From Energy All Else Flows

Pouring over our thousands of nomination submissions that detailed the attributes of top performing individuals in the software industry, we found that many top performers were able to generate a tremendous amount of energy on a consistent basis both for themselves and for others. Such energy was palpable and extended to all around. It may seem obvious that energy is the source from which all activity flows but there is something different about the type of energy that top performers generate.

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A spirit of positivity is contagious and when directed towards a clearly defined goal, teams dramatically increase the likelihood of achieving such goal and perhaps even ahead of schedule. We found through nomination commentary, that individuals who were thought of as great leaders exhibited a positive energy that permeated their teams. In environments where bars are set high and nothing is easily accomplished, a positive outlook and continuous encouragement were critical to keeping the team engaged and moving forward despite setbacks and plateauing progress.

Compare that to an individual placed in a leadership position who exhibits a lack of conviction for the challenge at hand. In equal measure, a lack of conviction is contagious and can impact even the most positively inclined individuals of a team. In a documented Navy Seal competition of tug boat races, the last place team was able to move into first place simply by swapping out the leader while all other team members remained the same. The dramatic improvement was a result of a team driven by the conviction of an inspiring leader.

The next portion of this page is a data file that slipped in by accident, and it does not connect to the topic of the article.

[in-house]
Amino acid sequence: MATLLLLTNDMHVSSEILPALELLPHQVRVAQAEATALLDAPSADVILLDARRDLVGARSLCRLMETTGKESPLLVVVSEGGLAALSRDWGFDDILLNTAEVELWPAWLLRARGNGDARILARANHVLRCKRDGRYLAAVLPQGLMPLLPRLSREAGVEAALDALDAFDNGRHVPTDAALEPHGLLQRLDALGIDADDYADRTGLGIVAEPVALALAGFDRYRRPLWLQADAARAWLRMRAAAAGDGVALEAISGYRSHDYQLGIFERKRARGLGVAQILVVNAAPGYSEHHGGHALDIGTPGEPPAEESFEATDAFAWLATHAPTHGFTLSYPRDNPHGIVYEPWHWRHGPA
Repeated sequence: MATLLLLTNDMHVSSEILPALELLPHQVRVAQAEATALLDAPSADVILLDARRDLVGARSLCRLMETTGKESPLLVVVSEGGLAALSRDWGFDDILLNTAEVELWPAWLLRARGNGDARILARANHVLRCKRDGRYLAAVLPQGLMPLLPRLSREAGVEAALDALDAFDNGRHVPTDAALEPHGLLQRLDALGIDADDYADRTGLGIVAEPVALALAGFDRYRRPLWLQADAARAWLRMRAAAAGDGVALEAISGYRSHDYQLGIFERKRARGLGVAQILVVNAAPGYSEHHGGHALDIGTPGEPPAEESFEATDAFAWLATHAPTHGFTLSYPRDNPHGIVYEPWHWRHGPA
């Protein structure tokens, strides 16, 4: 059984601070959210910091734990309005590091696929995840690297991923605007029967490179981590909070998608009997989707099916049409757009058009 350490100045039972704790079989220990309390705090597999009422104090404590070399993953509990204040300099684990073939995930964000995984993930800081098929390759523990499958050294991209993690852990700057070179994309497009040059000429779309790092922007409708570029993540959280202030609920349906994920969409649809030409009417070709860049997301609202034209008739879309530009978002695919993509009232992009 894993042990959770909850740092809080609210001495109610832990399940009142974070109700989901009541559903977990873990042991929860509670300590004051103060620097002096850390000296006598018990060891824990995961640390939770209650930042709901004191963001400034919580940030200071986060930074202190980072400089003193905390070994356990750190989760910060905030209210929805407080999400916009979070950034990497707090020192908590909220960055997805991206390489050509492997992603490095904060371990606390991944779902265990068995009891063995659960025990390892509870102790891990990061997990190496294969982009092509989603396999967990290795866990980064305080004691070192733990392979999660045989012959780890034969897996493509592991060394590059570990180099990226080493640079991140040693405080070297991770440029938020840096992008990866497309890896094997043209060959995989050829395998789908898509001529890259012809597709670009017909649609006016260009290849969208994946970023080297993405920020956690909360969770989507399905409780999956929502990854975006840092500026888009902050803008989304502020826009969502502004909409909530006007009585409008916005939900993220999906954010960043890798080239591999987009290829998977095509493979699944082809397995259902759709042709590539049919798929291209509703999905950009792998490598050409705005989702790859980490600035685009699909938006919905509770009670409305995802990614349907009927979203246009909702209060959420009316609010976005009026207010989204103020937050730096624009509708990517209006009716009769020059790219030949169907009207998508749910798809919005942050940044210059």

Energy must also be empathetic in order to move a workforce. When individuals know that their leader has their best interests in mind and genuinely feels their pain and anxieties, they are more likely to go above and beyond the call of duty rather than simply accomplishing the task at hand. Empathy can mean a leader taking the time to understand what is happening in a team member’s personal life or asking individuals what they can do to make performing their job more effective.

In one particular case, a CEO took time out of a particularly busy day to say hello and spend time with a colleague’s parents who were visiting from another country. What made the experience even more profound was that the colleague was not necessarily a senior person at the company, but yet the CEO felt compelled to take the time for the benefit of his colleague. Even though it was a small gesture, the act demonstrated to all around, the CEO’s character as an empathetic leader.


In an industry where people are highly analytical, leaders must be sharp and steps ahead of their colleagues. Without analytical horsepower, high energy is dangerous. It leads teams astray and does so quickly with momentum. So, an effective leader must have analytical skills and energy that colleagues trust. Software engineers or sales people for that manner will not blindly follow an executive that does not know the details and logic behind the projects and initiatives being undertaken.

Many of the top performers who were nominated were described as being highly intelligent and strategic and in many cases having the uncanny ability to predict outcomes with precision. Such highly analytical minds are particularly admired in the software industry where many workers in the profession come from deeply technical backgrounds. If a leader shows signs of weakness on the technical front, trust from colleagues can unravel fairly quickly.


Top performers generate a significant amount of energy both for themselves and their teams but such energy must be of a certain quality to be effective. It must be positive, empathetic and analytical. With these three attributes software professionals may be on the path to becoming a top performing and influential leader in their organization.